March 23

A Latter-day Saint woman on the train was anxious to use the "golden questions," so as soon as she could she asked the man in the seat next to her, "How much do you know about the Mormon Church?"

"Oh, a little," came the answer.

"Would you like to know more?"

"Yes," he replied, "I am a stake president, and I need all the help I can get!"


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Giving a lesson on marriage, a Sunday School teacher tried to explain to the teenage group the significance of the color white.

“White,” she said, “stands for purity and joy. That is why the bridal gown is white. Her wedding day should be the most pure and joyous occasion of a young lady’s life.”

One of the boys ask, “Why, then, does the husband wear a black tuxedo?” (Stories and Jokes of Mormon Folks, compiled by Bruce E. Dana, p. 138)

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You are probably a Latter-day Saint if:

The delicious cookies in the oven are not all for you.

You would rather be “chosen” than “called.” (Latter-day Saint Wit and Wisdom, by David J. Brown, p. 110)

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Ashleigh Brilliant: It is not easy taking my problems one at a time when they refuse to get in line.

Mark Twain: Training is everything. The peach was once a bitter almond; the cauliflower is nothing but a cabbage with a college education. (Best-Loved Humor of the LDS People, p. 205)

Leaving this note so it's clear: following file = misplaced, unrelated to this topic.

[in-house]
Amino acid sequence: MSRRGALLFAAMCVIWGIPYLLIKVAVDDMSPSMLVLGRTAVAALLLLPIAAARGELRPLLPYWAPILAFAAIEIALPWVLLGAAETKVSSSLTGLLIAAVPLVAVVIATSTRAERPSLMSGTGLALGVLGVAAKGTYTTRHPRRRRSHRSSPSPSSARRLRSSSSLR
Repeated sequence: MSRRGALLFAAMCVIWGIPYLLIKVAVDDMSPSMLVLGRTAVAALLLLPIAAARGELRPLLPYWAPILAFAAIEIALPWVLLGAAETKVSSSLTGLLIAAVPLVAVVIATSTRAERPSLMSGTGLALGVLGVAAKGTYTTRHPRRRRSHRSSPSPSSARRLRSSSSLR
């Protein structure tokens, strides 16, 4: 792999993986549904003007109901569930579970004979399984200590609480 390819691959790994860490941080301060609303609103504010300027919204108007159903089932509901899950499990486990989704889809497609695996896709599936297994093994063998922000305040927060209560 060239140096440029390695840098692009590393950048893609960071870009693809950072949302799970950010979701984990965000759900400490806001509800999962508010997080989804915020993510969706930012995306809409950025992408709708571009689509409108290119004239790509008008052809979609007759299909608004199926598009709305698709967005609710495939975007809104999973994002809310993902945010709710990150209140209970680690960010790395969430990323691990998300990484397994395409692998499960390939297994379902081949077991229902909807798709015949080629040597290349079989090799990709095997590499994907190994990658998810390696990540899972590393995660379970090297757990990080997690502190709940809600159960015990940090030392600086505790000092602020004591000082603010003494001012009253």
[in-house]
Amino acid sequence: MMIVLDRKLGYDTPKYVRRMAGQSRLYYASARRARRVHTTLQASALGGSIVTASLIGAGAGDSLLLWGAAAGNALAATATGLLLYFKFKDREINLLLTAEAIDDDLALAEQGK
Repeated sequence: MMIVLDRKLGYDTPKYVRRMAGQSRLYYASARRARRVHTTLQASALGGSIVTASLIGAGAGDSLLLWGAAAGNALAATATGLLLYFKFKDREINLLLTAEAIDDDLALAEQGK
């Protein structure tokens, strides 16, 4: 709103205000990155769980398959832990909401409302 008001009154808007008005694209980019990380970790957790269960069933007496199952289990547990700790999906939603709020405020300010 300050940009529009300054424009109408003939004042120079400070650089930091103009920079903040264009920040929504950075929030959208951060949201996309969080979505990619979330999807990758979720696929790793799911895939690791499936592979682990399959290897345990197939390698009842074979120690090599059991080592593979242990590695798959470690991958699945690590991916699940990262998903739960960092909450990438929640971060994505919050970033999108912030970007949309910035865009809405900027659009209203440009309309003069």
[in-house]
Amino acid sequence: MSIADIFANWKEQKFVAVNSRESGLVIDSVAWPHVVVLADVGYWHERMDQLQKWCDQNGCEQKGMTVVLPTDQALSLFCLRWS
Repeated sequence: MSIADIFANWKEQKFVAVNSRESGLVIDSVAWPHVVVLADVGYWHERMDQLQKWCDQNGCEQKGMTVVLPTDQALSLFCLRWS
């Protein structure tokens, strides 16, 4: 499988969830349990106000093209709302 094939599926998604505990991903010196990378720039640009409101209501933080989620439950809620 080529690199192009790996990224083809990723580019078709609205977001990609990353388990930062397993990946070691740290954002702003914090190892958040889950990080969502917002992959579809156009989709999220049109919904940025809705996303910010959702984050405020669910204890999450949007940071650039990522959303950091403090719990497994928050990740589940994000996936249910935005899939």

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This event took place at the Church-owned woolen mills which Brother J. Golden Kimball had been instructed to visit, representing the First Presidency of the Church. Part of his attire was a long frock coat, which he often wore. As he was walking along discussing plant operation with his young guide, his coat accidentally caught in one of the machines, which began to pull him around so fast that he first ran and then was dragged around in circles. After being pulled around for several revolutions, the coat broke loose, and he was thrown to the floor. The young man who was showing him around the mill went running over and said, “Brother Kimball, speak to me! Speak to me!” Golden looked at him straight in the eye and said, “I don’t know why the hell I should. I passed you twelve times just now, and not once did you speak to me!” (The Golden Legacy, A Folk History of J. Golden Kimball, by Thomas E. Cheney, p. 104)

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